>The worst of the lot is to have no decoration, since any reader of your code cannot immediately see what are member variables and what are local and/or module/namespace/global variables (for which s_ or g_ can be used). Furthermore, if you forget the this. in member initialisation, your code will have hidden bugs. Very poor.

This actually /is/ Hungarian notation, or at least part of it, and is specifically discouraged in the style guide.

What do other people think of this style-guide rule? Do you follow it? Disregard it? Do you think it's wise? Unwise?

I'll put my cards on the table here. Personally, I can't stand Hungarian notation. As per Walter's advice, I just say no. However, contrary to Matthew's claim, my code is not full of hidden bugs (well - not those associated with name clashes anyway). Maybe it's just what you're used to?

Arcane Jill


August 01, 2004
Arcane Jill wrote:

> In article <ceh35c$1ctn$2@digitaldaemon.com>, Matthew says...
> 
> 
>>The worst of the lot is to have no decoration, since any reader of your code cannot immediately see what are member
>>variables and what are local and/or module/namespace/global variables (for which s_ or g_ can be used). Furthermore, if
>>you forget the this. in member initialisation, your code will have hidden bugs. Very poor.
> 
> 
> This actually /is/ Hungarian notation, or at least part of it, and is
> specifically discouraged in the style guide.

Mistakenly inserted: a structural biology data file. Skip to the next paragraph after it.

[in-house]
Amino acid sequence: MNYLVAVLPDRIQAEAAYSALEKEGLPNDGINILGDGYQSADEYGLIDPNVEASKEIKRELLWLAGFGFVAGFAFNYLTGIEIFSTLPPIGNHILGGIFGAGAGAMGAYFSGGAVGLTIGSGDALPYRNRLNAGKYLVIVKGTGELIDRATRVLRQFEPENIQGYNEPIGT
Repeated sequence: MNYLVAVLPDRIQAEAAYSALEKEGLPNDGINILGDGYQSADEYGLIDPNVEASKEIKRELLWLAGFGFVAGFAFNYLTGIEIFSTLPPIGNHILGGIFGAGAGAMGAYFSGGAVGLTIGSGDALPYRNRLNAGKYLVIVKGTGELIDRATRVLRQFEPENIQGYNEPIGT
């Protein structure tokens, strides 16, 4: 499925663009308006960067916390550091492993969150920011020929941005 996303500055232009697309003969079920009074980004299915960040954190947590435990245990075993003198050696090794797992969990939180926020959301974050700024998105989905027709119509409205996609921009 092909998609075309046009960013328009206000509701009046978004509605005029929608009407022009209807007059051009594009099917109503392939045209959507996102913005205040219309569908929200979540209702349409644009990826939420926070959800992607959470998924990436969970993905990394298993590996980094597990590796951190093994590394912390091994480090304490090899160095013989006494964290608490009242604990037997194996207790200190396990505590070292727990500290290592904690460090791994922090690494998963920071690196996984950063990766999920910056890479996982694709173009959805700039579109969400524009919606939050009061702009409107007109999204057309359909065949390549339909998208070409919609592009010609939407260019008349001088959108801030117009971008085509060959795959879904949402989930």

> 
> What do other people think of this style-guide rule? Do you follow it? Disregard
> it? Do you think it's wise? Unwise?
> 
> I'll put my cards on the table here. Personally, I can't stand Hungarian
> notation. As per Walter's advice, I just say no. However, contrary to Matthew's
> claim, my code is not full of hidden bugs (well - not those associated with name
> clashes anyway). Maybe it's just what you're used to?
> 
> Arcane Jill
> 
> 

How do you feel about the following variable names?

    real i, j, k;

If I am right that in assuming these name will never have a real type in any of your code then I would say that goes to support your suggestion that it is what you are used to.
August 01, 2004
parabolis wrote:

> How do you feel about the following variable names?
> 
>     real i, j, k;
> 
> If I am right that in assuming these name will never have a real type in any of your code then I would say that goes to support your suggestion that it is what you are used to.

class Quaternion {
    real r;
    real i, j, k;
    ...
}

:)

 -- andy
August 01, 2004
Andy Friesen wrote:
> parabolis wrote:
> 
>> How do you feel about the following variable names?
>>
>>     real i, j, k;
>>
>> If I am right that in assuming these name will never have a real type in any of your code then I would say that goes to support your suggestion that it is what you are used to.
> 
> 
> class Quaternion {
>     real r;
>     real i, j, k;
>     ...
> }
> 
> :)
> 
>  -- andy

lol good point.
August 01, 2004
In article <cehqdb$1luj$1@digitaldaemon.com>, Andy Friesen says...
>
>Matthew wrote:
>> "clayasaurus" <clayasaurus_member@pathlink.com> wrote in message news:cegeeq$13qg$1@digitaldaemon.com...
>> 
>>>In article <cegd35$13h1$1@digitaldaemon.com>, Deja Augustine says...
>>>>Heck, you could do:
>>>>
>>>>this(int bazooka) // ctor to set the default size
>>>>
>>>>if you really wanted.  I don't think it's worthy of adding a new symbol to the lexicon just to distinguish fields from locals.
>>>>
>>>>-Deja
>>>
>>>I think I'll just use the this.membervar way then. That seems to work. thx.
>> 
>> 
>> I think that's a serious mistake. It's far too easy to loose the "this." part sometime in its lifetime, and then you've a silent bug.
>
>This really is the sort of thing that can bite you later on.
>
>What I typically do is just make the argument name a bit more descriptive:
>
>     class Container {
>         this(int initialSize) {
>             size = initialSize;
>         }
>         private int size;
>     }
>
>  -- andy